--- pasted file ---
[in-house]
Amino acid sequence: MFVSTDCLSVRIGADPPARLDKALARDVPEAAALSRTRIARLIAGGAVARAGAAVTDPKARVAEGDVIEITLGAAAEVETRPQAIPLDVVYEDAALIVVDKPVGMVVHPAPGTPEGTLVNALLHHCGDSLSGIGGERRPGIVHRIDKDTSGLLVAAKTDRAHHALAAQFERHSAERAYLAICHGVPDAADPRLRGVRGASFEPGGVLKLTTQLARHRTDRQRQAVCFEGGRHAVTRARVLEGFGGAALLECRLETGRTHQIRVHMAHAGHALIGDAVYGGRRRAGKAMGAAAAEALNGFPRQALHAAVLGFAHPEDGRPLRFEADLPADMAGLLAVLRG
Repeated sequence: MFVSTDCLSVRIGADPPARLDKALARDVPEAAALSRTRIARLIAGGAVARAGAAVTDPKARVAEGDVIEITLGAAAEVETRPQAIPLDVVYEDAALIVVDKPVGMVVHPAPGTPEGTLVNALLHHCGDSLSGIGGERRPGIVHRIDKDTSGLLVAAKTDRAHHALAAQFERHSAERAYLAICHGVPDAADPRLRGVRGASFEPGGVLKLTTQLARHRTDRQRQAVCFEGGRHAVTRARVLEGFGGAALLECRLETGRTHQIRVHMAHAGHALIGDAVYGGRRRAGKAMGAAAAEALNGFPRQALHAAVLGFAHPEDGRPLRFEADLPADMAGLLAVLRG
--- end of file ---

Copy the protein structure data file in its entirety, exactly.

[in-house]
Amino acid sequence: MFVSTDCLSVRIGADPPARLDKALARDVPEAAALSRTRIARLIAGGAVARAGAAVTDPKARVAEGDVIEITLGAAAEVETRPQAIPLDVVYEDAALIVVDKPVGMVVHPAPGTPEGTLVNALLHHCGDSLSGIGGERRPGIVHRIDKDTSGLLVAAKTDRAHHALAAQFERHSAERAYLAICHGVPDAADPRLRGVRGASFEPGGVLKLTTQLARHRTDRQRQAVCFEGGRHAVTRARVLEGFGGAALLECRLETGRTHQIRVHMAHAGHALIGDAVYGGRRRAGKAMGAAAAEALNGFPRQALHAAVLGFAHPEDGRPLRFEADLPADMAGLLAVLRG
Repeated sequence: MFVSTDCLSVRIGADPPARLDKALARDVPEAAALSRTRIARLIAGGAVARAGAAVTDPKARVAEGDVIEITLGAAAEVETRPQAIPLDVVYEDAALIVVDKPVGMVVHPAPGTPEGTLVNALLHHCGDSLSGIGGERRPGIVHRIDKDTSGLLVAAKTDRAHHALAAQFERHSAERAYLAICHGVPDAADPRLRGVRGASFEPGGVLKLTTQLARHRTDRQRQAVCFEGGRHAVTRARVLEGFGGAALLECRLETGRTHQIRVHMAHAGHALIGDAVYGGRRRAGKAMGAAAAEALNGFPRQALHAAVLGFAHPEDGRPLRFEADLPADMAGLLAVLRG